History of Brodsworth Hall
Brodsworth Hall was built between 1861 and 1863 for Charles Sabine Thellusson. It survives as a mid-Victorian vision of a comfortable country house, with many of its original furnishings and the formal gardens laid out around it. However, Brodsworth had fallen into disrepair by 1990 when it was given to English Heritage. Since then its fragile interiors have been gently conserved, while the gardens have been returned to their earlier formality.
There is a much longer history to Brodsworth than the Victorian house and gardens might suggest. The house and village lie on a broad limestone ridge, a fertile area in which there have been settlements since the Iron Age. Running along the ridge is a major route north used by the Romans, whose garrison nearby developed to become Doncaster.
Land farmed around the adjacent villages of Brodsworth and Pickburn was transferred into Norman ownership in 1086. A manor at Brodsworth was owned from the 12th to 16th centuries by the Darrell and Dawnay families. This was acquired by the Wentworth family in the 17th century, one of whom, Darcy Wentworth of Brodsworth, became embroiled in the Civil War on the Parliamentarian side.
The exact size and site of the manor house of this period are not known. It may have been incorporated into the 18th-century house near the church of St Michael and All Angels. Evidence of a deserted medieval village has also been found to the east of the church.
A ‘Spacious and Noble Mansion’
Archbishop Hay Drummond clearly had architectural ambitions, commissioning plans from Robert Adam between 1761 and 1765 for both a new house and alternatively an addition to the existing house at Brodsworth.
The architect of the scheme actually undertaken over the next ten years is not known, but it seems to have involved major rebuilding and refacing of the house. Photographs, maps and paintings record a huge house with canted bays at the centre of its main façades. A long 13-bay front overlooked the village and church, with short wings at each end reaching back to the stable block.
The archbishop did not enjoy his ‘spacious and noble mansion’ for long, dying in 1776. His eldest son became the 10th Earl of Kinnoull in 1787, inheriting Dupplin Castle and estates in Scotland, and put the Brodsworth estate up for sale once more.
A Divided Inheritance
The effect of the will for Brodsworth was that the estate was managed and enjoyed mainly by the trustees, probably with little investment in the house, for half a century. This may have been one of the reasons for the drastic changes undertaken by the next member of the Thellusson family to own Brodsworth.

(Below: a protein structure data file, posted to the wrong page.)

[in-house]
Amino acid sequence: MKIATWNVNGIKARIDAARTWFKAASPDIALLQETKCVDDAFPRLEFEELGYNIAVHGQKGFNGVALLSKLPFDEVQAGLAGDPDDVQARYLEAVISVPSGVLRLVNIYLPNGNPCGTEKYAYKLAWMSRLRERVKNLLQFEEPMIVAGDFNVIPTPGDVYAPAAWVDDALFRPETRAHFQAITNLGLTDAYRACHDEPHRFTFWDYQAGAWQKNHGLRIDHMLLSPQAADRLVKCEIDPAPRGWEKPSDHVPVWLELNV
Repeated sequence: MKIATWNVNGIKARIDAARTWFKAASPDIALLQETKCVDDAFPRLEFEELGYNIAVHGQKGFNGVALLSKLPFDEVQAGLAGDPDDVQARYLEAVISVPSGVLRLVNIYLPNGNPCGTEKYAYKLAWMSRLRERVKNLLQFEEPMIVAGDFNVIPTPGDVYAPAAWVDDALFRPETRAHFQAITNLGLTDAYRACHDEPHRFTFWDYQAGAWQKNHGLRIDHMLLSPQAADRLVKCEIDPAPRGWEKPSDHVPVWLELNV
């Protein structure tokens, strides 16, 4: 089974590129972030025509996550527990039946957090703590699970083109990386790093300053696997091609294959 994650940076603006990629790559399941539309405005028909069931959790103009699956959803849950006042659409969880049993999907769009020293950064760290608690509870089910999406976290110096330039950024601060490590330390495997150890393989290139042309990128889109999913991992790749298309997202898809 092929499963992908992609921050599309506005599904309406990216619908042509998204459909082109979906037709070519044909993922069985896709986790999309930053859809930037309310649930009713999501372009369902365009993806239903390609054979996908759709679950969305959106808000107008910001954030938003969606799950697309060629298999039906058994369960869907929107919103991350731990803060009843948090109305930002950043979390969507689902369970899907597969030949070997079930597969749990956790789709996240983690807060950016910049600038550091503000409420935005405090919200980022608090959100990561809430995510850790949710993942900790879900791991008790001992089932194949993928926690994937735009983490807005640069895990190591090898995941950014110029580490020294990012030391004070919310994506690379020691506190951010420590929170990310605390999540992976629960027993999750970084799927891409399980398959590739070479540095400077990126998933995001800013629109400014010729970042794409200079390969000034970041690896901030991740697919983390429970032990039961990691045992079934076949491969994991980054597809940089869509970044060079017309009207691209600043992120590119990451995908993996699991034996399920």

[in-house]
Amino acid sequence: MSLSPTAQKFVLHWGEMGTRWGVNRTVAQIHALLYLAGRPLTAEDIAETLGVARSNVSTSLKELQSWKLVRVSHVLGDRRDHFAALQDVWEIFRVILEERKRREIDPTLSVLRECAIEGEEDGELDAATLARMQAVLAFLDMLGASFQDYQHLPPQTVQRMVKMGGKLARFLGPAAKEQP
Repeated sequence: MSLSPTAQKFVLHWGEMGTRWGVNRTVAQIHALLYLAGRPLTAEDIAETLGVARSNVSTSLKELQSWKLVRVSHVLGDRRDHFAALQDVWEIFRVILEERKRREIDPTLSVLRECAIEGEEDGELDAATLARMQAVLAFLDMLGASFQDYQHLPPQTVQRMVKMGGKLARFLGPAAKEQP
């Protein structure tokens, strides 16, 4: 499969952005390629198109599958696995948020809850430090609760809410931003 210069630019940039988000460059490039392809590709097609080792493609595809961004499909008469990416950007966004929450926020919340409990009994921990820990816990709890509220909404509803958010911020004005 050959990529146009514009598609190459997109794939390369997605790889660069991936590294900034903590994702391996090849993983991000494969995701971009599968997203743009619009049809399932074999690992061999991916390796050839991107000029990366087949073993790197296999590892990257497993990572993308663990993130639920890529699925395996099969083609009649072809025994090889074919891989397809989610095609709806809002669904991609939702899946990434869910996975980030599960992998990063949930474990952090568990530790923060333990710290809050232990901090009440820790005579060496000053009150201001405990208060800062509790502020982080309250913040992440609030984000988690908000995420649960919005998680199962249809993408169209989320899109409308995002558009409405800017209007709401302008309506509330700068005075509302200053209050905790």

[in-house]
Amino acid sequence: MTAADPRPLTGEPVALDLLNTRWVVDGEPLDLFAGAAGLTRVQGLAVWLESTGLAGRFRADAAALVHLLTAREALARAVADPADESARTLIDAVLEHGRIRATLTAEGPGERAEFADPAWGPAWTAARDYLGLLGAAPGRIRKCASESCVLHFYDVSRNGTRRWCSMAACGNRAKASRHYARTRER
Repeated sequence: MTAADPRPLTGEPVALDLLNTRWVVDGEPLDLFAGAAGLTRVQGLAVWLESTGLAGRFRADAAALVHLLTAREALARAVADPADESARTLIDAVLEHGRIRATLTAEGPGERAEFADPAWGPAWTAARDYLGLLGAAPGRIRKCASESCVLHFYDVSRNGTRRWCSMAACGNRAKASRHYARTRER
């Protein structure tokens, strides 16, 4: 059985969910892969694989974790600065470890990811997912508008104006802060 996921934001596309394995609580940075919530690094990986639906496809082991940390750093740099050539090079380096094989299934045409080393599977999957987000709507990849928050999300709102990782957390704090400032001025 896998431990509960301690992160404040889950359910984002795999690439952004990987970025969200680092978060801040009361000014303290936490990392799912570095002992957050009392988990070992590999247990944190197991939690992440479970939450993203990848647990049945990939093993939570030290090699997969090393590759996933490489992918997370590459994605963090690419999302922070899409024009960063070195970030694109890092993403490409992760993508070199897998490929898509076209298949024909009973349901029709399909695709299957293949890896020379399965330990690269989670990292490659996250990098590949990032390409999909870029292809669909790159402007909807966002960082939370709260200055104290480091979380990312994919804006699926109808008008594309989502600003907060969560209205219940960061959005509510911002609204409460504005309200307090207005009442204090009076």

After a legal judgment in 1858 the inheritance was finally divided the next year between two of Peter Thellusson’s great-grandsons. Frederick, 4th Lord Rendlesham, received the estate in Suffolk and remaining Caribbean property, while Charles Sabine Thellusson (1822–85) was granted the Brodsworth estate. Both used their inheritance to build new country houses.
Charles Sabine Thellusson had grown up with an impecunious father but the great expectation of inheriting the Thellusson fortune. He spent a few years in a smart regiment, the 12th Lancers, and in 1850 married Georgiana Theobald, whose grandfather John Theobald was a horse-racing friend of his father.
Theobald had made money in the hosiery trade, later building up one of the largest studs in the country at Stockwell, then south of London. The paintings of racehorses still at Brodsworth today were inherited from John and his son William Theobald.
After Charles Sabine Thellusson died in 1885 each of his four sons inherited Brodsworth in turn. With falling agricultural income, it became increasingly difficult to maintain the house, which remained relatively unchanged.
The third son, also called Charles, leased land to the Brodsworth Colliery Company to sink a pit on the estate in 1905, which brought some additional income. Charles and his wife, Constance, were able to entertain and live in some style, redecorating rooms and introducting electricity to the house in 1913. After Charles’s death in 1919 the last brother, Augustus, who lived in Kent, tended to stay at Brodsworth only for the winter shooting.
In 1931 Brodsworth was inherited by Charles Grant-Dalton, the son of Charles Sabine Thellusson’s daughter Constance. Charles, his wife, Sylvia, and their 12-year-old daughter, Pamela, came to live at Brodsworth. By this time the house and estate were badly in need of investment, but economic depression and death duties ruled that out. They made the Victorian house more habitable and manageable, however, with ever fewer servants, by closing some rooms, brightening others with a lick of plain paint, and introducing a few modernisations such as a lift and an Aga cooker.